But their satisfaction never lasts. It usually comes back to haunt them. As the Dhammapada says:
One who, while himself seeking happiness, oppresses with violence other beings who also desire happiness, will not attain happiness hereafter.
Speak not harshly to anyone, for those thus spoken to might retort. Indeed, angry speech hurts, and retaliation may overtake you.
Happiness, no matter how attained, is transient. So is suffering, but because of our nature, it often needs more work to escape it. It’s easier to dwell on the negatives, than holding onto the positives.
To understand and fix a problem, first you have to acknowledge it. See the pain for what it is: see what’s causing it. Wikipedia also says:
The central importance of dukkha in Buddhist philosophy is not intended to present a pessimistic view of life, but rather to present a realistic practical assessment of the human condition—that all beings must experience suffering and pain at some point in their lives, including the inevitable sufferings of illness, aging, and death. Contemporary Buddhist teachers and translators emphasize that while the central message of Buddhism is optimistic, the Buddhist view of our situation in life (the conditions that we live in) is neither pessimistic nor optimistic, but realistic.
Suffering comes because we want, because we become attached to material things, to faiths and ideologies; because we confuse material goods or group belief with happiness and accomplishment, and because we generally don’t look deeper than the surface of most things, events and issues. Suffering comes because we don’t understand the causes for the loss of happiness or satisfaction that inevitably follows. We crave, we desire, we let our emotions drive us, our passions, not our calmer logic.
Within the context of the four noble truths, the origin of dukkha is commonly explained as craving or thirst (Pali: tanha) conditioned by ignorance (Pali: avijja). On a deeper level, the root cause of dukkha is identified as ignorance (avijja) of the true nature of things. The third noble truth is that the complete cessation of dukkha is possible, and the fourth noble truth identifies a path to this cessation.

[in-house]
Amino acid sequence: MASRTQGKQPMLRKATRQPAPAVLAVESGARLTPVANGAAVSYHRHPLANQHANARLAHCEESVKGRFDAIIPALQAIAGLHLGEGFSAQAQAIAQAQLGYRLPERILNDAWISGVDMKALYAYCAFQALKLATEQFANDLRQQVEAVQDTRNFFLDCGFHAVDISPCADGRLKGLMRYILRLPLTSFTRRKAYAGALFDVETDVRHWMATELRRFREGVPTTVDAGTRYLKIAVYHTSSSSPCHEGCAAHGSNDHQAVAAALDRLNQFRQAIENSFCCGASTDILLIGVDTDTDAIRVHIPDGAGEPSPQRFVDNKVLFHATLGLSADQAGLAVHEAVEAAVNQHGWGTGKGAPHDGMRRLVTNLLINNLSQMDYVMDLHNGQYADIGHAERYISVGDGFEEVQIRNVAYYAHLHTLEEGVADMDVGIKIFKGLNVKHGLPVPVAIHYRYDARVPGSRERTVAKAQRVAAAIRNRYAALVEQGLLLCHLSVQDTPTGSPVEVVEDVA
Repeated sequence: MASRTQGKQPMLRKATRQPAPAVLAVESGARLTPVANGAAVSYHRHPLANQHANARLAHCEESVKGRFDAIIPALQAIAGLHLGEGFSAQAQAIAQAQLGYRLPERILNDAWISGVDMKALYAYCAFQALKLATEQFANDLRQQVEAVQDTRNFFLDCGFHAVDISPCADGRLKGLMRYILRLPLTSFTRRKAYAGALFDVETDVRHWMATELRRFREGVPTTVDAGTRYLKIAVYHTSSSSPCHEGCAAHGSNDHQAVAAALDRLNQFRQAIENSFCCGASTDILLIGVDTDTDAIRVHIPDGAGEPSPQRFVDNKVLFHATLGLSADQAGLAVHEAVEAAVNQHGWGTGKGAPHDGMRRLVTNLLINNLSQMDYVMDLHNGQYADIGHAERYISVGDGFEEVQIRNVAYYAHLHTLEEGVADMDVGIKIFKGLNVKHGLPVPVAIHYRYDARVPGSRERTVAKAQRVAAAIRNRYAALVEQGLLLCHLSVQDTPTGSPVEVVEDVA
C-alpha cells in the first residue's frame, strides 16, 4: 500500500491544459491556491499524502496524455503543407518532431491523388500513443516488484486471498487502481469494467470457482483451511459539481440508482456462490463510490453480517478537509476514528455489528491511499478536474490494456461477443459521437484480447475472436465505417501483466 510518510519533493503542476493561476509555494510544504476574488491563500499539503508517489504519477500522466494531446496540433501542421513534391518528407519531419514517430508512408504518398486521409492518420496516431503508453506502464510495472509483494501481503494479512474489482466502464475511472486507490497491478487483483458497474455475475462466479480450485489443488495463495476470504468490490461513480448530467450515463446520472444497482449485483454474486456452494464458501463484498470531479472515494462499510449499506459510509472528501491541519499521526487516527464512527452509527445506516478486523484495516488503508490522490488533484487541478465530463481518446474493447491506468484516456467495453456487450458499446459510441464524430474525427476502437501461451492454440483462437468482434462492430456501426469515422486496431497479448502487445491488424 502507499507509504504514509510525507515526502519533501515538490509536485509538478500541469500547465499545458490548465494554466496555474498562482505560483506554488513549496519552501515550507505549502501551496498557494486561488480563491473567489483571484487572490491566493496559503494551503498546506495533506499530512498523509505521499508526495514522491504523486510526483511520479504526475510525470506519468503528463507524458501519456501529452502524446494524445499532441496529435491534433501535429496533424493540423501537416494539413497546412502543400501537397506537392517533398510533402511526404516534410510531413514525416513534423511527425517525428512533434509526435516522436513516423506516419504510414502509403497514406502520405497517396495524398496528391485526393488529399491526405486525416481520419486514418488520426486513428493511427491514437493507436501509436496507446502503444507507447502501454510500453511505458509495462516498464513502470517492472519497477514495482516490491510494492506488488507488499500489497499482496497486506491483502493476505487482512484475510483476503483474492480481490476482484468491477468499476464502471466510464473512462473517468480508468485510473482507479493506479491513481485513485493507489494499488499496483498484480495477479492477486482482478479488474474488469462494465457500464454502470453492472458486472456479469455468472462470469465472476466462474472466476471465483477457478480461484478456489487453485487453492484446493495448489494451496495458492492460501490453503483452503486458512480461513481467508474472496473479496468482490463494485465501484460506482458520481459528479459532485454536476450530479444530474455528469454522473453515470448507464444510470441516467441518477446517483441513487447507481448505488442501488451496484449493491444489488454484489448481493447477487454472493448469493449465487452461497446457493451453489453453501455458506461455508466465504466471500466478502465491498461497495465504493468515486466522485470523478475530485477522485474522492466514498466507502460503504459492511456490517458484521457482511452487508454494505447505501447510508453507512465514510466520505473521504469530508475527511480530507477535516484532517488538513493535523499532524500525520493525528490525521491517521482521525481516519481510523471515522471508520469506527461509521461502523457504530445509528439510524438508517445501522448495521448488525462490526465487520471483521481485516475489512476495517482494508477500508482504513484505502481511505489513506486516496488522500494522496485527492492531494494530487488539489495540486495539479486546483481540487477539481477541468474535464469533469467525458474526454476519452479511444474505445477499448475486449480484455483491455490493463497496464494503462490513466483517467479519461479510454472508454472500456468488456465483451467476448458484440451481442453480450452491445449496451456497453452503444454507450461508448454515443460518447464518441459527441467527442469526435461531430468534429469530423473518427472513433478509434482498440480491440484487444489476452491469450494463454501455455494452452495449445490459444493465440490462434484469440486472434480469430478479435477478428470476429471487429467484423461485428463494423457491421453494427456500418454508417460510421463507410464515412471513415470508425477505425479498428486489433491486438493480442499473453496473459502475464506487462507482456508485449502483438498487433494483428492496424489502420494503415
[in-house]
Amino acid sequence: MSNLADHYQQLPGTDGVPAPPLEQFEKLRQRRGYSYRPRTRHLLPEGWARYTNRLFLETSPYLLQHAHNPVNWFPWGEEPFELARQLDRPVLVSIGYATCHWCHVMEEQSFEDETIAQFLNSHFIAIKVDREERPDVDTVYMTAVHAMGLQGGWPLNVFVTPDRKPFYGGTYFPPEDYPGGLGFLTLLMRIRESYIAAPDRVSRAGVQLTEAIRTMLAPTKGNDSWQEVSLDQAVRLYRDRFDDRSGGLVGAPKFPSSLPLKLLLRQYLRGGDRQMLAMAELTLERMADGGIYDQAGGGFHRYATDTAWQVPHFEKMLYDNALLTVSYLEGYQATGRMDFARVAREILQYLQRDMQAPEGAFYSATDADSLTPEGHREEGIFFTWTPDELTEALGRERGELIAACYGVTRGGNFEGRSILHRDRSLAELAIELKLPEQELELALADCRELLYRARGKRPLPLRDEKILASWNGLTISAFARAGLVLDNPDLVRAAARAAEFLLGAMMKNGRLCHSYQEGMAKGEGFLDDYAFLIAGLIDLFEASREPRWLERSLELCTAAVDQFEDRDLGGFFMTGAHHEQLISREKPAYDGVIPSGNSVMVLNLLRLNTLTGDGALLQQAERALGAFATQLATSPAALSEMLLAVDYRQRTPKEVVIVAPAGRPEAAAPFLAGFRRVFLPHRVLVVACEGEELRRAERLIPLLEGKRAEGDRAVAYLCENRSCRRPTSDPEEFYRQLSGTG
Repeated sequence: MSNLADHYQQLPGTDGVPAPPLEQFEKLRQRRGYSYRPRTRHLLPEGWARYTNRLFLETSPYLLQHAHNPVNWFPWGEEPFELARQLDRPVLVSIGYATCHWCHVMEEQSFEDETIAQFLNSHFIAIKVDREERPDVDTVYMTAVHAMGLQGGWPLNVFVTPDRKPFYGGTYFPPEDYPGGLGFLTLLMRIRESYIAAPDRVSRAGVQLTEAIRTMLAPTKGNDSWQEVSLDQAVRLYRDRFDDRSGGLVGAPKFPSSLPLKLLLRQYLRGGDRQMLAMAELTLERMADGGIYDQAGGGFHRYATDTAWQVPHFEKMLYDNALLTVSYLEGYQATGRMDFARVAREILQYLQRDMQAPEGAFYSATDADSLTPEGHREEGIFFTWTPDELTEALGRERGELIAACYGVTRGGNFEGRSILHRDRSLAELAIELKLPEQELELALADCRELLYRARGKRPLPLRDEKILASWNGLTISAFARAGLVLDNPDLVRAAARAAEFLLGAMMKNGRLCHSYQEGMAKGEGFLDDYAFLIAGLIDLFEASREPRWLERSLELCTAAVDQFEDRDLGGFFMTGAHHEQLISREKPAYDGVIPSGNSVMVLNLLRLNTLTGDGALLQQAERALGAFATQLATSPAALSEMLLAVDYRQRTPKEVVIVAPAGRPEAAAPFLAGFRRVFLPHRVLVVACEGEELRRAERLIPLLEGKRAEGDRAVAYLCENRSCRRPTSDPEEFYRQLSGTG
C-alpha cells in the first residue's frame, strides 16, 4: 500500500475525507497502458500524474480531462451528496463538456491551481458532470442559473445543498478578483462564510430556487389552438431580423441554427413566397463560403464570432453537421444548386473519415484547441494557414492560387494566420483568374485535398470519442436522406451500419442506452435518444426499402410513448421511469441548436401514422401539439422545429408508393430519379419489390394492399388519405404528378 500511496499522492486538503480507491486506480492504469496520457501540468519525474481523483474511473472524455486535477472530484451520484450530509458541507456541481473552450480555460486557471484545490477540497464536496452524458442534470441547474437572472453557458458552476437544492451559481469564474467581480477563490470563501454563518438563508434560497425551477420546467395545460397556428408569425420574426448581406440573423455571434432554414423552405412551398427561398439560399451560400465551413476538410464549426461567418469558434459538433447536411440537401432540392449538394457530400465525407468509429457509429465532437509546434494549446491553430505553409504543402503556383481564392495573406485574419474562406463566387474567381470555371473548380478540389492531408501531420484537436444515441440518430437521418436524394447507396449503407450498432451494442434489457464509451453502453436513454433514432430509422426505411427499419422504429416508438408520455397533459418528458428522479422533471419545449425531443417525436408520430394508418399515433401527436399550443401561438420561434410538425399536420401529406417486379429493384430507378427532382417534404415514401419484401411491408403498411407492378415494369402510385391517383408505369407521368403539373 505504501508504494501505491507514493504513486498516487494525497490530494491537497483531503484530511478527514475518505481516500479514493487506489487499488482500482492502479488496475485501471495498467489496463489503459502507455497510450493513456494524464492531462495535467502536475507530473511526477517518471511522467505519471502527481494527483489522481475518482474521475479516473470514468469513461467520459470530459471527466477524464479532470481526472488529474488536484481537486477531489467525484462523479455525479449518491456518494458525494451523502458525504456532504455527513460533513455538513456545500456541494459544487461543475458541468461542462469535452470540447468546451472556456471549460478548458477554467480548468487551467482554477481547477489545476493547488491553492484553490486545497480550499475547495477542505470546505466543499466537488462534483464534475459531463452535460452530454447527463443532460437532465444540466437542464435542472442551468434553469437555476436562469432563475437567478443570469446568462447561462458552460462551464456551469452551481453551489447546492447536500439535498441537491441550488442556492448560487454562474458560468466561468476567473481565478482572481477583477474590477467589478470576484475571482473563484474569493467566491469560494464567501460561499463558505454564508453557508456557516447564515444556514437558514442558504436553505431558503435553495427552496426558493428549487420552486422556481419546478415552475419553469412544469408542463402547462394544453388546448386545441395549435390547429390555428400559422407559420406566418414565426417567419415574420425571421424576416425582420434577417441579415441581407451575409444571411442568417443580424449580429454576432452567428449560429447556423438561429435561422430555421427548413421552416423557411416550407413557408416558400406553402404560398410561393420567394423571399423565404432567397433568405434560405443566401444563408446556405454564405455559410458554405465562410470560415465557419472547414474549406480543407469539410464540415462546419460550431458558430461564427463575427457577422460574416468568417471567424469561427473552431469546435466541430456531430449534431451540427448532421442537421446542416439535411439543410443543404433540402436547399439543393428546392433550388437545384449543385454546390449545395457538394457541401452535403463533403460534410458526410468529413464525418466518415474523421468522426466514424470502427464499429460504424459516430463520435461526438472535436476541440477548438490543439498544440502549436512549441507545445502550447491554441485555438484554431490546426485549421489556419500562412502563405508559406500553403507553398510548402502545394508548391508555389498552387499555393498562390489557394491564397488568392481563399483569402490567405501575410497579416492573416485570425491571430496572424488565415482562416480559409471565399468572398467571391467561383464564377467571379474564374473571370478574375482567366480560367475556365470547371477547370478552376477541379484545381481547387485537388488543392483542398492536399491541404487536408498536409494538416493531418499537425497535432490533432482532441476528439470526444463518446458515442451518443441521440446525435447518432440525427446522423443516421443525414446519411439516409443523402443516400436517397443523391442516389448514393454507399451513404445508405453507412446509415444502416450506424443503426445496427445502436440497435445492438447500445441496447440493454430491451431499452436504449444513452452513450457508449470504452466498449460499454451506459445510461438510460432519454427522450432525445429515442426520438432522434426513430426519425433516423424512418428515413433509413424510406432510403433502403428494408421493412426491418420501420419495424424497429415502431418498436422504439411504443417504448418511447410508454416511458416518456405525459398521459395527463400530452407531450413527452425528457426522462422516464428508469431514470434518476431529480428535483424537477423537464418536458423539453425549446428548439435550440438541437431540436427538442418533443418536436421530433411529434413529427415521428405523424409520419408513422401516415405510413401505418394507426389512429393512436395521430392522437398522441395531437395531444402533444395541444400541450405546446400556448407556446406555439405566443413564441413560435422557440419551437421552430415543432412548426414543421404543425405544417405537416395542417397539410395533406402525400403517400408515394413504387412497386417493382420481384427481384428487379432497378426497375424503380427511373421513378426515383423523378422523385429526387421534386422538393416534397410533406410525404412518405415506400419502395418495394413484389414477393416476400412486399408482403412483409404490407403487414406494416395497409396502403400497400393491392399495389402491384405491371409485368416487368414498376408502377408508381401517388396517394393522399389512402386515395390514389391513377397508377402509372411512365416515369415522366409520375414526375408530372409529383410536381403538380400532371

Suffering is a caused by attachment or clinging, by ignorance, by delusion, by hatred and destructive urges. It causes us to strike out, to attack others, to try to end our own suffering by making others suffer in turn.
That never works. The cause is in us, not outside.
Buddhanet describes is like this:
The Noble Truth that Dukkha has a causal arising. This cause is defined as grasping and clinging or aversion. On one hand it is trying to control anything and everything by grabbing onto or trying to pin them down, On the other hand it is control by pushing away or pushing down and running away or flinching away from things. It is the process of identification through which we try to make internal and external things and experiences into “me and mine” or wholly ‘”other” than Me. This flies in the face of the three signs of existence – Anicca, Dukkha. Anatta – Impermanence. Stress or Suffering and No-Self. Because all conditioned existence is impermanent it gives rise to Dukkha, and this means that in conditioned existence there is no unchanging and permanent Self. There is nothing to grasp onto and also in reality, nothing or no ‘one’ to do the grasping! We grab onto or try to push away ever changing dynamic processes. These attempts to control, limit us to little definitions of who we are.